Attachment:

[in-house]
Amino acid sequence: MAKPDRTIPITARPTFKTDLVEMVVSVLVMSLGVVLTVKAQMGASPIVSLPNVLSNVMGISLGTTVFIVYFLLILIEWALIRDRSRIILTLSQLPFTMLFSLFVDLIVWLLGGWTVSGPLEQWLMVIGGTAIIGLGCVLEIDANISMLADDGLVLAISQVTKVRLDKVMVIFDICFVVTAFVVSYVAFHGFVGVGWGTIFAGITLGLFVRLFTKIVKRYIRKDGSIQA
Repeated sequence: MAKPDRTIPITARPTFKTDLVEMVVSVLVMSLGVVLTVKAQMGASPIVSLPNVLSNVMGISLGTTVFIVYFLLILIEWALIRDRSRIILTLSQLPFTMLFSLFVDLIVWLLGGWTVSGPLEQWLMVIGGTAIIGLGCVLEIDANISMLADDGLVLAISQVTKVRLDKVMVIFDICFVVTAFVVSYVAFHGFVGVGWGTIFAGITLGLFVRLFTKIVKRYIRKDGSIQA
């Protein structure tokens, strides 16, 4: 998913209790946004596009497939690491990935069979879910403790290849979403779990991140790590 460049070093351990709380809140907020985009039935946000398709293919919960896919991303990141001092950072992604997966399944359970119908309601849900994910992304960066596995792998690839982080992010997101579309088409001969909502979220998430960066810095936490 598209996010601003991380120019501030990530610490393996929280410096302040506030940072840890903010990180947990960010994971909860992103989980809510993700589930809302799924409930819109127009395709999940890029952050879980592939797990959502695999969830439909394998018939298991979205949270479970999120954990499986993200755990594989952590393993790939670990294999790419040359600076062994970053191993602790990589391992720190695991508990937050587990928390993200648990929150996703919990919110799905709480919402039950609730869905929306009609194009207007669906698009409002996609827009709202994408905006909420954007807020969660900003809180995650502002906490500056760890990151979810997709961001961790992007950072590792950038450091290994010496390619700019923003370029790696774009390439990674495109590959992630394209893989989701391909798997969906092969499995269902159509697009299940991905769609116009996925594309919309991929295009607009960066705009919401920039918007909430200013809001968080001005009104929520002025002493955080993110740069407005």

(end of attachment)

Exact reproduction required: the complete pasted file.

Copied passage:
[in-house]
Amino acid sequence: MAKPDRTIPITARPTFKTDLVEMVVSVLVMSLGVVLTVKAQMGASPIVSLPNVLSNVMGISLGTTVFIVYFLLILIEWALIRDRSRIILTLSQLPFTMLFSLFVDLIVWLLGGWTVSGPLEQWLMVIGGTAIIGLGCVLEIDANISMLADDGLVLAISQVTKVRLDKVMVIFDICFVVTAFVVSYVAFHGFVGVGWGTIFAGITLGLFVRLFTKIVKRYIRKDGSIQA
Repeated sequence: MAKPDRTIPITARPTFKTDLVEMVVSVLVMSLGVVLTVKAQMGASPIVSLPNVLSNVMGISLGTTVFIVYFLLILIEWALIRDRSRIILTLSQLPFTMLFSLFVDLIVWLLGGWTVSGPLEQWLMVIGGTAIIGLGCVLEIDANISMLADDGLVLAISQVTKVRLDKVMVIFDICFVVTAFVVSYVAFHGFVGVGWGTIFAGITLGLFVRLFTKIVKRYIRKDGSIQA
């Protein structure tokens, strides 16, 4: 998913209790946004596009497939690491990935069979879910403790290849979403779990991140790590 460049070093351990709380809140907020985009039935946000398709293919919960896919991303990141001092950072992604997966399944359970119908309601849900994910992304960066596995792998690839982080992010997101579309088409001969909502979220998430960066810095936490 598209996010601003991380120019501030990530610490393996929280410096302040506030940072840890903010990180947990960010994971909860992103989980809510993700589930809302799924409930819109127009395709999940890029952050879980592939797990959502695999969830439909394998018939298991979205949270479970999120954990499986993200755990594989952590393993790939670990294999790419040359600076062994970053191993602790990589391992720190695991508990937050587990928390993200648990929150996703919990919110799905709480919402039950609730869905929306009609194009207007669906698009409002996609827009709202994408905006909420954007807020969660900003809180995650502002906490500056760890990151979810997709961001961790992007950072590792950038450091290994010496390619700019923003370029790696774009390439990674495109590959992630394209893989989701391909798997969906092969499995269902159509697009299940991905769609116009996925594309919309991929295009607009960066705009919401920039918007909430200013809001968080001005009104929520002025002493955080993110740069407005």